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Background: Pediatric residents typically only interact with patients and families in healthcare settings which limits the opportunity to fully understand the patient and family experience. Encounters with children with medical complexity (CMC) that only relate to illness or health monitoring can anchor residents to false preconceptions and limit their ability to practice patient- and family-centered care (PFCC). The core principles of PFCC include acknowledging patient and family expertise and strengths, encouraging their input, and appreciating the value of their observations and perceptions.

Objective: To explore how a home visit program with patients and families serving as faculty could instill the principles of PFCC in pediatric residents.

Design/Methods: This mixed methods study used grounded theory to qualitatively analyze 10 years of retrospective data from resident reflections facilitated by parents on staff following a non-medical home visit with a CMC. Transformative and social learning theories were used to structure the output into 6 themes: frame of reference, observations, realizations, disorienting dilemmas, reflections and discourse, and shifts in their world view.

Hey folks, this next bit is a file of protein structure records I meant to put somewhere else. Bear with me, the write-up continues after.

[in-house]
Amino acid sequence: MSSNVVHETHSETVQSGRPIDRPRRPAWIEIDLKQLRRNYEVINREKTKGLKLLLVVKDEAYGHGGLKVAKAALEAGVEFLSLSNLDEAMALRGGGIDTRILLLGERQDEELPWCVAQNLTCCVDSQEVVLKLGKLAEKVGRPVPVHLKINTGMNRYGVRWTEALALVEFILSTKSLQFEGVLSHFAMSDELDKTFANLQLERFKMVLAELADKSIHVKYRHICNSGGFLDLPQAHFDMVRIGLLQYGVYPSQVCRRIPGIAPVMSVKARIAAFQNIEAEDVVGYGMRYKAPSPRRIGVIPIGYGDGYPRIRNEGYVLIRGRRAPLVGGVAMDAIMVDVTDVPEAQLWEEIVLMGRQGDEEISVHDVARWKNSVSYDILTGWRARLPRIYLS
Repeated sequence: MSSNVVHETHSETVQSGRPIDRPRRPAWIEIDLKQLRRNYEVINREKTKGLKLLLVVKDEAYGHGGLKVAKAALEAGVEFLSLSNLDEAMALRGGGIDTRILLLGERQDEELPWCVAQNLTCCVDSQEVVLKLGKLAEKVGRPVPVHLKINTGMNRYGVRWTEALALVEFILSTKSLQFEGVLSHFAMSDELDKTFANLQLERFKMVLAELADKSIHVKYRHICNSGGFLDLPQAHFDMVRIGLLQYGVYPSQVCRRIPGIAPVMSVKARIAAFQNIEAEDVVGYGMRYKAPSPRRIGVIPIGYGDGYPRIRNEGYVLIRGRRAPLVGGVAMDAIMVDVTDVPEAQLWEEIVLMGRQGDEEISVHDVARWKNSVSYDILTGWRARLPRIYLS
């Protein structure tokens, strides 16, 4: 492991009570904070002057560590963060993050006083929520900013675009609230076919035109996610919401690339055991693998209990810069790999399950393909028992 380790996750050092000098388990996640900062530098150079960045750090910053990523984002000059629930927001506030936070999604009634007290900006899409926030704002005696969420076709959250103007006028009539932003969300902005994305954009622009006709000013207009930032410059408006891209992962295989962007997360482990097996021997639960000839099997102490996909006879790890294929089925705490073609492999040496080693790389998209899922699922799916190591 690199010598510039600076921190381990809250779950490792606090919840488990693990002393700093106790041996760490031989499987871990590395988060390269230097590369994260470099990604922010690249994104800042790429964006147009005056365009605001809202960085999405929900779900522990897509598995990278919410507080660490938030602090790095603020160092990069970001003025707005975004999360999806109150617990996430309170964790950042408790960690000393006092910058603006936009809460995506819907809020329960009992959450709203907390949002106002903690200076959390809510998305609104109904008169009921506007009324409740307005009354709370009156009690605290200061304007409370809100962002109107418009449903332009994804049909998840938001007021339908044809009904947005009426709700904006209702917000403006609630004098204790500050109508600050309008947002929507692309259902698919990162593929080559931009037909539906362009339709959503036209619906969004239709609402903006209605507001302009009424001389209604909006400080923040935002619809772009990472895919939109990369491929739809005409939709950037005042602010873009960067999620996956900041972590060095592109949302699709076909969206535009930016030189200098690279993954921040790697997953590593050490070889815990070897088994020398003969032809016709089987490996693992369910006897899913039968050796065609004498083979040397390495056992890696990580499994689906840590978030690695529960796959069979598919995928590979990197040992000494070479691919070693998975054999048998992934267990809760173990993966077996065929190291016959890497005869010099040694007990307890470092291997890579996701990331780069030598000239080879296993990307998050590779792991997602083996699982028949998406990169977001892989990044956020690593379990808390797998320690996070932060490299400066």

Results: The 132 reflection sessions were analyzed using a 90-word code book to capture 11,194 codes in 3,741 excerpts. Responses early in the reflection sessions most often were more factual statements representing their prior attitudes and experiences, literal observations from the home visit, and discovery of new knowledge. By the end of the sessions the excerpts represented challenges to their preconceptions, shifts in their frames of reference, and comments about how this experience will alter or impact their future practice (Table 1). The most common codes reflected the PFCC principles including “normalcy,” “family centered care,” and “medicine beyond the bedside.”

Conclusion(s): Immersion experiences solidify or alter resident frames of reference; however, a facilitated group debrief may deepen the learning opportunity and lead to a variety of realizations that promote broader reflections and discourse. Parent facilitated reflection sessions following a non-medical home visit instilled concepts that are difficult to teach within clinical settings.

Presented at the 2021 PAS Virtual Conference



Pediatric Resident Reflections from a Non-Medical Home Visit of a Child with Medical Complexity

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